• Tshechu (Festival) is a religious festival that begins on the 10th day of the Bhutanese calendar. During the festival, monks and laymen perform mask dances over a stretch of three to five days in a temple or monastery. The mask dances are performed to commemorate the life of Guru Padmasambhava and other great Buddhist masters. Tshechus customarily conclude with the unfurling of a Thongdrel (large scroll painting) of Lord Buddha, Guru Rinpoche, Zhabdrung and other enlightened beings. Tshechus are grand events where entire communities come together to witness religious mask dances, folk dances, receive blessings and socialize.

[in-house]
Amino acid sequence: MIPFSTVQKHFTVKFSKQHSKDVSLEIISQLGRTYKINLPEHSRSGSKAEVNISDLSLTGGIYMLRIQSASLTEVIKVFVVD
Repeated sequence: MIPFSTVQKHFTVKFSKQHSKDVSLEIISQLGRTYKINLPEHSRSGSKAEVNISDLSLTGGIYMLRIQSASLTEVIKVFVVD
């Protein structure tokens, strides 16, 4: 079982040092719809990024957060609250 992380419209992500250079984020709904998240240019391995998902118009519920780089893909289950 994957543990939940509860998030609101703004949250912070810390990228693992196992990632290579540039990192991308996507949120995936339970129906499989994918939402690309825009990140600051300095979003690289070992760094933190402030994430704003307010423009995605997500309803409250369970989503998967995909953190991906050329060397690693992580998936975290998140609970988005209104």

• Besides the religious dances and songs, atsaras are a major attraction during the tshechu. Atsaras usually don hilarious looking masks with large protruding noses and often with a phallus dangling from the head. They signify enlightened wisdom and their acts are intended to cleanse the collective sin of the people gathered to witness the religious dances. The festival is also an occasion for people to wear their best finery, socialize and make merry. More importantly, people attend tshechus to gain merit.

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